Issue 19

In this issue of conduit:

1) Featured Question and Answer: "Award Versus Reward?"
2) Your Community Answer:  Do you feel that rewards or awards are a good way to motivate staff, volunteers or community members?
3) Community Voice: Common Community Building Misconceptions.
 

This Issue's Quote: "They always say time changes things, but you actually have to change them yourself." -Andy Warhol 


Featured Question and Answer:

"Award Versus Reward?"


This issue's question addresses the difference between awards and rewards: 

"What is the difference between award and reward?"

For the question and response, please read "Award Versus Reward?".

Are you searching for information on a particular topic? Check out our searchable archive  of past question and answers.


Your Community Answer

Do you feel that rewards or awards are a good way to motivate staff, volunteers or community members?

Let us know how you feel! Vote here.  


Community Voice

Common Community Building Misconceptions.

It has been heartening recently to see increased coverage for community in internet magazines and many articles supporting and promoting community as an enhancement to websites and to further promote business. With this recent interest, it sprang to our minds to address the common misconceptions that surround community. First and foremost, community is still a under-utilized and misunderstood concept for many people. We often are asked the question, "What is online community?" and "How will it be an asset to my site?"

It is great that such questions are asked, and we encourage individuals to probe as much as they can in order to arm themselves with the information they need before riding the "community wave". Unfortunately, with that information comes misconceptions of what it takes to build community.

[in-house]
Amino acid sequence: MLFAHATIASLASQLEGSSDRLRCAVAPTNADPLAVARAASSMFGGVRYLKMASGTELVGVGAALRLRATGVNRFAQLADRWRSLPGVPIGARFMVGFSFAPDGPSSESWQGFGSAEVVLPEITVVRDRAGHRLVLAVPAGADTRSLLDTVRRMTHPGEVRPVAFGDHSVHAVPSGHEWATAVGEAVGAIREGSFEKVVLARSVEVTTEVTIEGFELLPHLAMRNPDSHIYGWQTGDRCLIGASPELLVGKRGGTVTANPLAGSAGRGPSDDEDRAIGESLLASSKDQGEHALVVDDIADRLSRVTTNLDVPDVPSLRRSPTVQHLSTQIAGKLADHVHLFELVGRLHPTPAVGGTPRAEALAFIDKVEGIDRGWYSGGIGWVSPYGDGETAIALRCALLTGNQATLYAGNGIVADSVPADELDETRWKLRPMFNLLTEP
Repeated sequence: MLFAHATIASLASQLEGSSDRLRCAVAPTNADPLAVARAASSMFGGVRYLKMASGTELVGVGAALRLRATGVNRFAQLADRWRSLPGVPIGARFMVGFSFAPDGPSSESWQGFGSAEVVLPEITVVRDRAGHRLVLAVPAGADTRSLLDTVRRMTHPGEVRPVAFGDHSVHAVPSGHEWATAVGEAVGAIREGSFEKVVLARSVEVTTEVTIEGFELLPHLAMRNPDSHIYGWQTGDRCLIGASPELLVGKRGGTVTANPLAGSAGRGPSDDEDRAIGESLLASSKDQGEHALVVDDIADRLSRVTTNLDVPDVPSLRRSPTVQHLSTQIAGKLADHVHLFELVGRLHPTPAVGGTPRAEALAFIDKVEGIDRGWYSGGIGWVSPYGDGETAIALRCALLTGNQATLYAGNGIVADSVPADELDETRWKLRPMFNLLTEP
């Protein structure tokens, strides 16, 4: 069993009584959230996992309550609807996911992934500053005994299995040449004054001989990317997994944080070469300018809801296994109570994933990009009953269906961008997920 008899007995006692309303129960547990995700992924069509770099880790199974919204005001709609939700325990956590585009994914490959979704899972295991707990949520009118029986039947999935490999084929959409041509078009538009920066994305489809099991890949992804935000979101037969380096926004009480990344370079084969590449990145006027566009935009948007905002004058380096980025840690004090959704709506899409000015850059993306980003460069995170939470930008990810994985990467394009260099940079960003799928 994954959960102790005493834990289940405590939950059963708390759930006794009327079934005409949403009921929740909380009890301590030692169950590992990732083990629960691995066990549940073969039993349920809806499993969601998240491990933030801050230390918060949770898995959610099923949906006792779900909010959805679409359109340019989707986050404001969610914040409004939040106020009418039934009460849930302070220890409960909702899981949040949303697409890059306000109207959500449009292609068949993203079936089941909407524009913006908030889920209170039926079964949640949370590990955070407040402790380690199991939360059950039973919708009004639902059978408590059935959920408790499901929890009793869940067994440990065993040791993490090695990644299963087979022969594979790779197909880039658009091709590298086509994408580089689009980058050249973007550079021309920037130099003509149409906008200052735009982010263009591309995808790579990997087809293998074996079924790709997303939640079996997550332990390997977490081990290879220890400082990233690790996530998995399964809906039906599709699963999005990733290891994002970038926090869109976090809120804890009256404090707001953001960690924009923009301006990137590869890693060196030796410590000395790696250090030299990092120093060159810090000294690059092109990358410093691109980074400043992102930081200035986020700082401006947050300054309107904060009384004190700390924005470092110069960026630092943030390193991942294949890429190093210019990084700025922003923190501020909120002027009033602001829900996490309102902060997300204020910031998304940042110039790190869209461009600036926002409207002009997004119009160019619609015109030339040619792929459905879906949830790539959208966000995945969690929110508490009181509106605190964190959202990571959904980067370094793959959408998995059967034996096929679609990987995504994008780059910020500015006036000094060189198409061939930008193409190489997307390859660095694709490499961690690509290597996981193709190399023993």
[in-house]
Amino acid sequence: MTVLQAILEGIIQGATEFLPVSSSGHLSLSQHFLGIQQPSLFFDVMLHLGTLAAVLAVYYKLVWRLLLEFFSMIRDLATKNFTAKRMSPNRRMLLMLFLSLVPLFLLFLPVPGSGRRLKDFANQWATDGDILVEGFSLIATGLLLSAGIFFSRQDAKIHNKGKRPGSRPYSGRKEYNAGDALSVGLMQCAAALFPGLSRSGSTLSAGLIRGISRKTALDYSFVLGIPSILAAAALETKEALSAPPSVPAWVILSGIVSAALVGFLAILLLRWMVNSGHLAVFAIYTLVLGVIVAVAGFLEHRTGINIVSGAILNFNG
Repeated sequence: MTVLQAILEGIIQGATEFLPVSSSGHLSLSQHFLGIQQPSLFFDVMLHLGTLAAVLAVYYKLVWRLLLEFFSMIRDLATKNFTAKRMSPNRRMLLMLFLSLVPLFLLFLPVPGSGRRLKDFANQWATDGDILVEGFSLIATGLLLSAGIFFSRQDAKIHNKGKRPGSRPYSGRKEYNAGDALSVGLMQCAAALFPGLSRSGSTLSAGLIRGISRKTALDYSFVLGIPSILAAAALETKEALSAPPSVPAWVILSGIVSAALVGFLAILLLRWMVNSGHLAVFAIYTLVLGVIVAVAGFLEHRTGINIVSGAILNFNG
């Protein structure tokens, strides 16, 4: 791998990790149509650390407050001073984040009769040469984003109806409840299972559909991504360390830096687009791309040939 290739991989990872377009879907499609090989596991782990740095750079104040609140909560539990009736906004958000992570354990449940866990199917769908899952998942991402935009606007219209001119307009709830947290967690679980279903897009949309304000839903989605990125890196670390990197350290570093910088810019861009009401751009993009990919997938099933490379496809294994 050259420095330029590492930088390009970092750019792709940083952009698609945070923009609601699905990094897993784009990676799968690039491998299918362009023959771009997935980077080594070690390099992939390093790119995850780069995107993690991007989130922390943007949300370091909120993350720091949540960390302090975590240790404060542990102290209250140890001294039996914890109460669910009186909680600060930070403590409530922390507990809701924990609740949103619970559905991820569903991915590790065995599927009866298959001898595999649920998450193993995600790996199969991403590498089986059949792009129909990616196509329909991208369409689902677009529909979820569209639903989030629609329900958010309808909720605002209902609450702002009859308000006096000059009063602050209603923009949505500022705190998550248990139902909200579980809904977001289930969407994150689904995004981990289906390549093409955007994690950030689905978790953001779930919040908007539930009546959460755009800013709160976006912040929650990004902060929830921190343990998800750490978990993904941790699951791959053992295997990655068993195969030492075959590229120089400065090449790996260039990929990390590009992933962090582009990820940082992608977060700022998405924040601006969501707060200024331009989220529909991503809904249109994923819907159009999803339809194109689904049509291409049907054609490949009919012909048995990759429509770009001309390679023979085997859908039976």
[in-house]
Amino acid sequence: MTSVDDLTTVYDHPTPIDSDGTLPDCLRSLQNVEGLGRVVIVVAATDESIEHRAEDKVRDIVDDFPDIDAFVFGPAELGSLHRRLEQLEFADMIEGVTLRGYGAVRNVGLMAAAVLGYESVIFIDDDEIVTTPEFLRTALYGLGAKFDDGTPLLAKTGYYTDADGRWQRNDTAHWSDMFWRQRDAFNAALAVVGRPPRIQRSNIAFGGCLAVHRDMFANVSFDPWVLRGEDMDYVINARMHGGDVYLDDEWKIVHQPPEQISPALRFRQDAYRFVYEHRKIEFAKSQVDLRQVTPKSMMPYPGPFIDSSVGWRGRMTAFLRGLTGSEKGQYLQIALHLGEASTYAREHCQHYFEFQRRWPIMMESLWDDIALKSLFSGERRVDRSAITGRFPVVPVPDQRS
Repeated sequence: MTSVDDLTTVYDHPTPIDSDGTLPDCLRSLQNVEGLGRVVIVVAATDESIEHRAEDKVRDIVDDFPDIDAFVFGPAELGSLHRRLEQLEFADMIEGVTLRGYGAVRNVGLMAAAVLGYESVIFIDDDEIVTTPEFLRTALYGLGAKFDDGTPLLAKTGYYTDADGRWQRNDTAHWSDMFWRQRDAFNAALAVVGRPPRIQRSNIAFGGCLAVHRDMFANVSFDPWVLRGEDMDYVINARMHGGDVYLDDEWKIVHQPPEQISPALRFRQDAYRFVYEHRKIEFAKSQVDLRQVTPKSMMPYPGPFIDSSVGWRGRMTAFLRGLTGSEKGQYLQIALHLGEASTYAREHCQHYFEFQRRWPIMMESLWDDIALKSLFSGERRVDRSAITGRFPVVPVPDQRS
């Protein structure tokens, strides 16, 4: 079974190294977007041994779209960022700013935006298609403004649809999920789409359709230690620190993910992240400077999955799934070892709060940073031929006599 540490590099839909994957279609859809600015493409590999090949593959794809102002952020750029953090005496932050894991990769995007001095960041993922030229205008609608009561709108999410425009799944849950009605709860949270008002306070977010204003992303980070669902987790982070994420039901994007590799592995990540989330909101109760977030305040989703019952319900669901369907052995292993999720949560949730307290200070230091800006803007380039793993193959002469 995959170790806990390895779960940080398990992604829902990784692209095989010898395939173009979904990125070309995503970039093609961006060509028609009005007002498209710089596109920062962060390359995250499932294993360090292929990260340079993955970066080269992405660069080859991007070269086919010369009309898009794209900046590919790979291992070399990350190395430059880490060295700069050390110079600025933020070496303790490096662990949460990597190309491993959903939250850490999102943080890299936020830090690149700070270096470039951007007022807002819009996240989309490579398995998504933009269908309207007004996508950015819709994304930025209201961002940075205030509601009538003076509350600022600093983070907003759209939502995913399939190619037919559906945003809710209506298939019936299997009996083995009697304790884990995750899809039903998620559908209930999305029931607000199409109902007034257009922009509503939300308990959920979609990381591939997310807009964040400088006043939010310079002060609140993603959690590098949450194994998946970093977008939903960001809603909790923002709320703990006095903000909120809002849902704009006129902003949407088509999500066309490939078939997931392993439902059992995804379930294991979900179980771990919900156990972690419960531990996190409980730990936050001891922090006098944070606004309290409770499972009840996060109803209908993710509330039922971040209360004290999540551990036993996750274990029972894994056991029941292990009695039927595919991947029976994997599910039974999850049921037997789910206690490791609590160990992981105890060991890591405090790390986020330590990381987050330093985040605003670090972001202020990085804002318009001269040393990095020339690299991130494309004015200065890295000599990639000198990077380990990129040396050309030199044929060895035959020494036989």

The myth or misconcpetion that resonates the most is that the addition of a chatroom or a message board to a site constitutes "community". While chat and message boards are important components, standing alone, they do not make a community.

The second, you can have a community without having guidelines. Ouch! That is like having a street without having stop signs or traffic lights. A community without guidelines is an accident waiting to happen. You would be amazed at how many community sites we have found that do not have guidelines for participation.

The third misconception is not seeking out the input and/or feedback from those that will utilize the community being built. Without gaining consumer input how is one to know what will work best for their target audience?

And the last, thinking once a community is launched one can walk away leaving it to its own devices. It's an ongoing process, not a one-off launch. Like a garden, it needs nurturing and guidance to grow and thrive, and the occasional intervention to see that weeds are not growing.

While those of us in the community development field do not claim to have all the answers, there are many valuable resources available to those interested in building online communities. The very best piece of advice we could ever render to anyone is to do the legwork first, get your hands on any information you can, call on those with past experience, visit community sites that seem to be doing a good job of building and utilizing community...oh, and by all means, do not forget to read through some of our archived question and answers.

Online community can be an amazing asset to a website, and we wish everyone the best in their endeavors.


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